NEW YORK (TheStreet) -- Stock futures were mostly pointing down Thursday as disappointing housing and jobs numbers were offset by the support of global stimulus measures. Nasdaq futures were gaining as Tesla Motors (TSLA) and Cisco (CSCO) shares advanced.
"As long as central banks are money printing, the market will continue higher through May and the summer months," said Drew Nordlicht, managing partner and director of HighTower San Diego. "This is dependent on muted economic growth and inflation expectations. Should the economy reach escape velocity and the Fed pulls back on its asset purchases, we think that will precipitate the correction some have been suggesting is on the horizon."
Futures for the S&P 500 were down 2.75 points, or 4.68 points below fair value, to 1,651.5. The benchmark indices pushed to fresh highs Wednesday amid mixed economic data as Google (GOOG) zoomed to historic territory.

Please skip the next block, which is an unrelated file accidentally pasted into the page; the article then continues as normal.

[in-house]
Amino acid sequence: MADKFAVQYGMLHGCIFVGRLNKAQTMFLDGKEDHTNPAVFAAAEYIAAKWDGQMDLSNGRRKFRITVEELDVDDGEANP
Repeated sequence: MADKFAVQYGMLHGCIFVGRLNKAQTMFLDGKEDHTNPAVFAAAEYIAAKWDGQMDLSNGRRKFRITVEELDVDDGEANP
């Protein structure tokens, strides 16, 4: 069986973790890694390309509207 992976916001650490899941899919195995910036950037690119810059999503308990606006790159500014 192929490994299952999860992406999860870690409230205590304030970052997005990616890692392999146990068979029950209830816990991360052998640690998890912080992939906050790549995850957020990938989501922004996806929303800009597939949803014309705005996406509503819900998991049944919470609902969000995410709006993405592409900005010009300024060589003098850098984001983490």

Futures for the Dow Jones Industrial Average were down 13 points, or 25.69 points below fair value, to 15,222.Futures for the Nasdaq were up 3.75 points, or 3.78 points above fair value, to 3,004.75 as Tesla Motors and Cisco jumped. Tesla Motors was popping 11.68% to $94.75. The electric car maker said that cofounder Elon Musk is investing $100 million in the company's stock as the electric car maker uses a sharp rise in its shares to issue stock and repay government loans. In total, Tesla expects to raise about $830 million through the stock issuance. Cisco was surging 10.61% to $23.44 in premarket trading after the biggest maker of computer-networking equipment beat on both top and bottom lines for its fiscal third quarter. Wal-Mart (WMT) was slipping more than 2% to $78.17 after the retailer missed first-quarter estimates by a penny with earnings of $1.14 a share, as same-store sales in the U.S. fell 1.2% amid "considerable headwinds to topline sales." Its revenue and current quarter outlook missed expectations. Kohl's (KSS) was jumping 7.19% to $53.30 after the department store posted first-quarter earnings that exceeded estimates by 10 cents at 66 cents a share as gross margins and expense management surprised to the upside. The Labor Department reported that initial jobless claims rose 32,000 to a higher-than-expected 360,000 in the week ended May 11, while the four-week moving average increased 1,250. Economists, on average, were expecting initial jobless claims of 330,000, according to Thomson Reuters. Continuing claims in the week ended May 4 fell 4,000 to 3.009 million, which was still a higher-than-expected level. Economists were expecting a dip to 3 million. The Bureau of Labor Statistics said that the consumer price index fell a bigger-than-expected 0.4% in April and that the core CPI, which excludes food and energy prices, edged up by a less than expected 0.1%. The consensus estimate was for a 0.2% fall in the CPI and 0.2% rise in the core CPI. The Census Bureau reported that housing starts fell 16.5% in April to a seasonally adjusted annual rate of 853,000, falling short of the average economist estimate of 973,000. Building permits rose 14.3% to a seasonally adjusted annual rate of 1.017 million, which was above the expected pace of 945,000 units. Follow @atwtse Written by Andrea Tse in New York >To contact the writer of this article, click here: Andrea Tse.
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